Belgian rider Wouter Weylandt was pronounced dead Monday following a horrific crash on the third stage of the Giro d’Italia, his Leopard-Trek team confirmed. “Today, our teammate and friend Wouter Weylandt passed away after a crash on the third stage of the Giro d’Italia,” said Leopard-Trek Manager Brian Nygaard. “The team is left in a state of shock and sadness and we send all our thoughts and deepest condolences to the family and friends of Wouter. “This is a difficult day for cycling and for our team, and we should all seek support and strength in the people close to us.”
Weylandt, 26, was left bloodied and unconscious and requiring a cardiac massage after a crash which occurred on the descent of the Bocco mountain pass around 25km from the finish line. Race officials later claimed his left pedal got stuck in a wall at the side of the road, forcing Weylandt to tumble around 20 meters to the ground below. He received emergency medical treatment by race doctors and was scheduled to be airlifted to hospital but had to wait as an emergency helicopter looked for a suitable landing spot.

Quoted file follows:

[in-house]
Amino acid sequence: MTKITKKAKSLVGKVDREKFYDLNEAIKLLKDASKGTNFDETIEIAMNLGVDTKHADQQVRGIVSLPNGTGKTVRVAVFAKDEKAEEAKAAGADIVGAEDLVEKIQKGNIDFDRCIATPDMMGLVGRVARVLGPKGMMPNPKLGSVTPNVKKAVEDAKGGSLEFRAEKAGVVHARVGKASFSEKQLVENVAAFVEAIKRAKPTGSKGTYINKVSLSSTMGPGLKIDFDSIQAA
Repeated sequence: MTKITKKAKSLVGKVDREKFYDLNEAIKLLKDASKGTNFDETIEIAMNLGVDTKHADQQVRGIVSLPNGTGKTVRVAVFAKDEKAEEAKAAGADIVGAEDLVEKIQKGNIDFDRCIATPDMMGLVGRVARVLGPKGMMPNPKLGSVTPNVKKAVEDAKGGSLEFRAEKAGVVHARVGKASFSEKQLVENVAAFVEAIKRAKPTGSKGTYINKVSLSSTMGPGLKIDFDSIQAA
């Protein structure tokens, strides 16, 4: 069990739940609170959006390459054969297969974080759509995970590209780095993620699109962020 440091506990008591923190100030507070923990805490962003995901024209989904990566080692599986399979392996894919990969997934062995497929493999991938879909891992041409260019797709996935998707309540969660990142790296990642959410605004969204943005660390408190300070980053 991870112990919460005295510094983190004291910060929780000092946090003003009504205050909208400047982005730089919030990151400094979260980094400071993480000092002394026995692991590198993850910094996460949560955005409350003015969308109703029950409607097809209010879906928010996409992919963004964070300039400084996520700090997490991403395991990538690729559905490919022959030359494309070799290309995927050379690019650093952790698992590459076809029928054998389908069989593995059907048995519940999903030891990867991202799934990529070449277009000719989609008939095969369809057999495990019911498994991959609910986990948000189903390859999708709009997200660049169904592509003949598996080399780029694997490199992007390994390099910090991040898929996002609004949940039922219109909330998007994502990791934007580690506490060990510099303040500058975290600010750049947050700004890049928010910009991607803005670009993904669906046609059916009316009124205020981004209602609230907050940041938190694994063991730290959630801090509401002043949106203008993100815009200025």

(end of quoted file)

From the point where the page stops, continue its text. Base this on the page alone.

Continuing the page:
“His heart has stopped beating,” announced Auro Bulbarelli, the head of sport for RAI television who first broke the tragic news. Weylandt, who spent the bulk of his career with the Belgian team Quick Step after turning professional in 2006, won the third stage of the race last year, in Middelburg (Netherlands).
He joined new Luxembourg outfit Leopard-Trek, the home of Australian Stuart O’Grady and the Schleck brothers Andy and Frank, at the start of the season. Weylandt is the first rider to die in a crash while racing since Kazakhstan’s Andrei Kivilev succumbed to head injuries the morning after a crash on the second stage of Paris-Nice. Kivilev’s death, while the rider was travelling at a seemingly innocuous speed, signaled the introduction of the mandatory wearing of helmets in the professional peloton.
Weylandt, who hailed from Ghent, is the first fatality on the Giro since 1986 when Emilio Ravasio crashed on the first stage and fell into a coma to die several days later. Although life and career-threatening crashes are a regular occurrence in cycling, the last fatality on the world’s biggest race, the Tour de France, was over a decade ago. On the race’s 15th stage in 1995 Italy’s Fabio Casartelli – a member of Lance Armstrong’s Motorola team – died a few hours after sustaining injuries in a crash on the descent of the Portet d’Aspet in the Pyrenees.
Following the tragedy race organisers cancelled the post-race ceremony in Rapallo, where Spaniard Angel Vicioso, of the Androni team, won the stage ahead of new race leader David Millar of Britain (Garmin).